If you notice mild side effects, don’t stop taking the beta-blocker without talking to your doctor first. If you take beta-blockers regularly, you may have serious withdrawal symptoms if you suddenly stop.

For some people, the side effects of beta-blockers may actually cause anxiety symptoms. You should follow up with your doctor as soon as possible if you feel like taking beta-blockers is increasing your anxiety.

Who shouldn’t take beta-blockers?

While beta-blockers are generally safe, certain people shouldn’t take them. Before taking beta-blockers, make sure to tell your doctor if you have one or more of the following conditions:

  • Anaphylactic reaction/Anaphylaxis (severe)
  • Bradycardia (slow heartbeat), Heart block/heart rhythm disorder, Sick sinus syndrome (type of abnormal heart rhythm), Tachycardia (fast heartbeat)
  • Angina (severe chest pain)
  • Asthma or Bronchospasm
  • Recent heart attack
  • Glaucoma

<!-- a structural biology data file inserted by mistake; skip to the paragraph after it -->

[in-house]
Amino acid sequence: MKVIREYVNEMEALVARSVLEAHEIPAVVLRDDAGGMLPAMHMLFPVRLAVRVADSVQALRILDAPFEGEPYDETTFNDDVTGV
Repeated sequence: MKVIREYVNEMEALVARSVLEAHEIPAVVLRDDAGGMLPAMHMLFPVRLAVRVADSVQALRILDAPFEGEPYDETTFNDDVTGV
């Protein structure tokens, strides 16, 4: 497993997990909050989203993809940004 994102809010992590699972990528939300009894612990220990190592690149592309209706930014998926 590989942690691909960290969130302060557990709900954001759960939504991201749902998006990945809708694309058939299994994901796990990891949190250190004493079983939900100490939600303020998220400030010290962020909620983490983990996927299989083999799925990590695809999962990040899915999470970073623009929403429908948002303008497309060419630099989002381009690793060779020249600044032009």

• Muscle problems (eg, myopathy, myotonia or myasthenia gravis)
  • Wolff-Parkinson-White syndrome (rare heart condition)
  • Heart failure
  • Tremors due to Parkinson's disease
  • Hypotension (low blood pressure)
  • Pheochromocytoma (an adrenal problem)
  • Diabetes
  • Hypoglycemia (low blood sugar)
  • Hyperthyroidism (overactive thyroid)
  • Kidney disease
  • Liver disease
  • Lung disease (eg, chronic bronchitis, emphysema, COPD)
  • Blood circulation problems (e.g., Raynaud's disease)

If you have any of these conditions or symptoms, you may still be able to take beta-blockers, but you’ll need to work with your doctor to evaluate the risks and benefits.

Beta-blockers can also interact with other medications used to treat many heart conditions and antidepressants, so make sure you keep your doctor up to date about any medications, supplements, or vitamins you take.